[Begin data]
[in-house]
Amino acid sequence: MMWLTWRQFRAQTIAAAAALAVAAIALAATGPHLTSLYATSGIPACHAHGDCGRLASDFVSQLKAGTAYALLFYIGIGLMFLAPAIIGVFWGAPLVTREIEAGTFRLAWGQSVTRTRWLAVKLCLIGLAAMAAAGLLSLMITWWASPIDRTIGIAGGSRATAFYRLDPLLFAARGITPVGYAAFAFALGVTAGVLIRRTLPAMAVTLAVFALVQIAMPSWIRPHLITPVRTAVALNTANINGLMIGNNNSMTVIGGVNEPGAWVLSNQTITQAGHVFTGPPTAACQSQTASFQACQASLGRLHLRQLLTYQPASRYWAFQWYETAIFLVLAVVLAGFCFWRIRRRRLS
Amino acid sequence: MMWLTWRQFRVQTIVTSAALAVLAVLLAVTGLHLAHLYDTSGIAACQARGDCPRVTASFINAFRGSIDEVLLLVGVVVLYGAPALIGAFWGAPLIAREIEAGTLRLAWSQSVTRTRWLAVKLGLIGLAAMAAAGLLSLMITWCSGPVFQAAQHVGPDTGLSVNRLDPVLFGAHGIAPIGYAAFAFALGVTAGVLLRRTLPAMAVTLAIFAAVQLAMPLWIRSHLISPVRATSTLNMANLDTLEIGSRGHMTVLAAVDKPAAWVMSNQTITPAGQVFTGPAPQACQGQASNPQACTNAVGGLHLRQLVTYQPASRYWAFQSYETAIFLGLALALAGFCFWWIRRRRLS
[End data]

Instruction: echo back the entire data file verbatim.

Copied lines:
[in-house]
Amino acid sequence: MMWLTWRQFRAQTIAAAAALAVAAIALAATGPHLTSLYATSGIPACHAHGDCGRLASDFVSQLKAGTAYALLFYIGIGLMFLAPAIIGVFWGAPLVTREIEAGTFRLAWGQSVTRTRWLAVKLCLIGLAAMAAAGLLSLMITWWASPIDRTIGIAGGSRATAFYRLDPLLFAARGITPVGYAAFAFALGVTAGVLIRRTLPAMAVTLAVFALVQIAMPSWIRPHLITPVRTAVALNTANINGLMIGNNNSMTVIGGVNEPGAWVLSNQTITQAGHVFTGPPTAACQSQTASFQACQASLGRLHLRQLLTYQPASRYWAFQWYETAIFLVLAVVLAGFCFWRIRRRRLS
Amino acid sequence: MMWLTWRQFRVQTIVTSAALAVLAVLLAVTGLHLAHLYDTSGIAACQARGDCPRVTASFINAFRGSIDEVLLLVGVVVLYGAPALIGAFWGAPLIAREIEAGTLRLAWSQSVTRTRWLAVKLGLIGLAAMAAAGLLSLMITWCSGPVFQAAQHVGPDTGLSVNRLDPVLFGAHGIAPIGYAAFAFALGVTAGVLLRRTLPAMAVTLAIFAAVQLAMPLWIRSHLISPVRATSTLNMANLDTLEIGSRGHMTVLAAVDKPAAWVMSNQTITPAGQVFTGPAPQACQGQASNPQACTNAVGGLHLRQLVTYQPASRYWAFQSYETAIFLGLALALAGFCFWWIRRRRLS